Antonio Ray Harvey | California Black Media
The California Association of Black School Educators (CABSE) will hold its fourth annual conference in a virtual setting this year.
Scheduled for Thursday, Nov. 12 and Friday, Nov. 13, the statewide conference will be centered on the theme “Blueprint for Educational Equity.”
Organizers say attendees can look forward to workshops that highlight the newest innovations in learning and cutting‐edge educational interventions that lead to academic success, particularly for Black students.
“Despite the challenges posed by COVID‐19, this year’s conference will continue to build on CABSE’s strong legacy of shining the spotlight to expose inequities faced by students of color in this country,” said Micah Ali, the Conference’s chairperson. “I am confident that our speakers and workshop programming will offer an illuminating view of the challenges faced by Black and Brown students.”
Dr. Thomas Parham, President, California State University Dominguez Hills, is also scheduled to speak during the virtual meeting.
Compton Unified School District (USD), Riverside County Office of Education (COE), San Diego USD, Ed Trust West, Corona Norco USD and Fresno COE, among others, will all participate in scheduled workshops.
Each workshop will address a “Blueprint” theme: Applying a Holistic Cradle‐to‐Career Lens to Education; Embracing Technology as the Great Equity Equalizer; and Challenging Inherent Bias and Promoting Positive Campus Climates.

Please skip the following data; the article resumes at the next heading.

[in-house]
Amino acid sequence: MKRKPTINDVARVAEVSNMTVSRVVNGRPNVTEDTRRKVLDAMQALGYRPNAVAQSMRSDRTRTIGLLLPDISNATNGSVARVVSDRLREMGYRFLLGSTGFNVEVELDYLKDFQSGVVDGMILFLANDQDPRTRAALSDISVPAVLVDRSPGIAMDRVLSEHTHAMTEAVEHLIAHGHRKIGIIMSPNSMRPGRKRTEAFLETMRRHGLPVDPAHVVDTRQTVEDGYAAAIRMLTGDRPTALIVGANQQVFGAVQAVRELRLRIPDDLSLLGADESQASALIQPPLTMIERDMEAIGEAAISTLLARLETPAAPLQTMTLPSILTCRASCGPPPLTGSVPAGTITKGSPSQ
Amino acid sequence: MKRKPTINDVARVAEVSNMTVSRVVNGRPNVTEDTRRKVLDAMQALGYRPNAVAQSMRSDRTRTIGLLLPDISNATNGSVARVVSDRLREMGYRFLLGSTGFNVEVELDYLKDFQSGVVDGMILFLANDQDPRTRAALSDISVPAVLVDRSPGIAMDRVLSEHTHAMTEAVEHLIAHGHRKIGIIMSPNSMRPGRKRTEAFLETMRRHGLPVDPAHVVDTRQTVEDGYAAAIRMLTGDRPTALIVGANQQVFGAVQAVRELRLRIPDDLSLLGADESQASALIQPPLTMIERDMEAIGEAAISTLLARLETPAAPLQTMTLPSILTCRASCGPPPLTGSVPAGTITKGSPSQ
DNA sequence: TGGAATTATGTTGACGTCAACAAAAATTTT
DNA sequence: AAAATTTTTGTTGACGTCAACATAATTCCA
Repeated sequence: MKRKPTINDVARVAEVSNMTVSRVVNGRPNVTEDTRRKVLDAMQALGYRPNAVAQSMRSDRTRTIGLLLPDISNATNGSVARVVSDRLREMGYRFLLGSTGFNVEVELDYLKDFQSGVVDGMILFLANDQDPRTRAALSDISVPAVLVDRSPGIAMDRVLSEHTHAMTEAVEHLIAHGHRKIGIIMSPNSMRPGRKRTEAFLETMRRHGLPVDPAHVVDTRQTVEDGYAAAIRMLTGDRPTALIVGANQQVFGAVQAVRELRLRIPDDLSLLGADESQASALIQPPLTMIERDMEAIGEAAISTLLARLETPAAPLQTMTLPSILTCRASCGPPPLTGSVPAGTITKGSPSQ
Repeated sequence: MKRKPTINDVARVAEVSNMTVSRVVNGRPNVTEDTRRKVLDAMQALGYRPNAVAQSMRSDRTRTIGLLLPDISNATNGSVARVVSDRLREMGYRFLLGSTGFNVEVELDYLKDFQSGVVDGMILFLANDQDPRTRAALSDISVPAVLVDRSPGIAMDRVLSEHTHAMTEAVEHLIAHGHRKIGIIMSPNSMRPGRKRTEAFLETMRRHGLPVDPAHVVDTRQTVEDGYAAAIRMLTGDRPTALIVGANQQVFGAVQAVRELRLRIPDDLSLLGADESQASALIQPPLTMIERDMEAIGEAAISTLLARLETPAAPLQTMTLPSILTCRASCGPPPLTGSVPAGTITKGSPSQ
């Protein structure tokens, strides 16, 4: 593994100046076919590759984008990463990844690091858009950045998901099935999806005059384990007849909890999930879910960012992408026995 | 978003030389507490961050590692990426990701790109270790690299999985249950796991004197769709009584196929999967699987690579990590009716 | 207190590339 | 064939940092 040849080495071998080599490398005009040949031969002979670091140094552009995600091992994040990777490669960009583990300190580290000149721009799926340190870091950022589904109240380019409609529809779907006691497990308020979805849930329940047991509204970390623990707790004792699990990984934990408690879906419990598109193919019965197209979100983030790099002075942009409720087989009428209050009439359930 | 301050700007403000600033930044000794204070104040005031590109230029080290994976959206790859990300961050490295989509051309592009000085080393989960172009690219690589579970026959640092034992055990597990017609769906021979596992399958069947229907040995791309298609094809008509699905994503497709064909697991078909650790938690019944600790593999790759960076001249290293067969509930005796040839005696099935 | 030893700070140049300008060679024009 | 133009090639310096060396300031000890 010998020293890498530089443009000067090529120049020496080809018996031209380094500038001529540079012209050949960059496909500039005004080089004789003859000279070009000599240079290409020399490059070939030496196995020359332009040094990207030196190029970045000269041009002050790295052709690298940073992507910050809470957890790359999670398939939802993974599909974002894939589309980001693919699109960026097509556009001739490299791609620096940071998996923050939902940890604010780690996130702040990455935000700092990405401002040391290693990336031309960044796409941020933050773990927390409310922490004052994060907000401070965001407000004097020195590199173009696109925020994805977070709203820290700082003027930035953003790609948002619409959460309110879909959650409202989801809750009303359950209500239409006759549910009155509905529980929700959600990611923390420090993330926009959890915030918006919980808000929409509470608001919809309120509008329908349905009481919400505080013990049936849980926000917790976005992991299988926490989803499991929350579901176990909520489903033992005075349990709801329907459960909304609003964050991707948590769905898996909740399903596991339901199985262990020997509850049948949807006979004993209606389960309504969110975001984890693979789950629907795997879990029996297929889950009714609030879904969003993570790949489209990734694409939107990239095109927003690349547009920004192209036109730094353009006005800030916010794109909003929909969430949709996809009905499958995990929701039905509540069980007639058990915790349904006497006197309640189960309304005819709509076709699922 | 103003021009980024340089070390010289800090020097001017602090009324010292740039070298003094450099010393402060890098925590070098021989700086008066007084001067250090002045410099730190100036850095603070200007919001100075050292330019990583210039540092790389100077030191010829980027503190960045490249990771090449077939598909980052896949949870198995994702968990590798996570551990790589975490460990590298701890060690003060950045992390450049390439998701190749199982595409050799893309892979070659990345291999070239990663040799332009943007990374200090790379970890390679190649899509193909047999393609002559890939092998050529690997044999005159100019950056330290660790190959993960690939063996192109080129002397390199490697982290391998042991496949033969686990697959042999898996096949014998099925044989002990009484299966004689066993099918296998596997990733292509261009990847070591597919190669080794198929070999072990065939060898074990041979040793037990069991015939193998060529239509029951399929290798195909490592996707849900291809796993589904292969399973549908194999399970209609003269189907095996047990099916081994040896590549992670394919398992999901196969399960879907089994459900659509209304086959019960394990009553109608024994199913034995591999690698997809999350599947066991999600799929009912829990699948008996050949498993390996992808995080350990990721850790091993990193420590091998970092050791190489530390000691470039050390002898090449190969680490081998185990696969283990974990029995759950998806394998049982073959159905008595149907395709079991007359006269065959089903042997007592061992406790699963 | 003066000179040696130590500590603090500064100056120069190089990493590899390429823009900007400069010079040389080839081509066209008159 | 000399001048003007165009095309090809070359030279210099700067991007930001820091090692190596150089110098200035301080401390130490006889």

“Our Blueprint for Educational Equity is envisioned as a living document that crowdsources the best and brightest ideas in the educational space,” said CASBE President Gary Hardie, Jr. “We look forward to seeing how these issues will be elevated and the kind of solutions that will be proposed.”
Even with a thoughtful blueprint to help Black students succeed, CASBE faces an uphill climb. The organization is holding its annual conference at a time when the COVID-19 pandemic has dealt a blow to public school education in California and across the country. Public education policy experts warn that distance learning will likely increase the disturbing achievement gap that already exists between Black students and that of their peers of other ethnic groups.
The organization says its mission is to expand the PK‐14 educational opportunities available to all students in California, with an emphasis on underrepresented and under‐served Black students.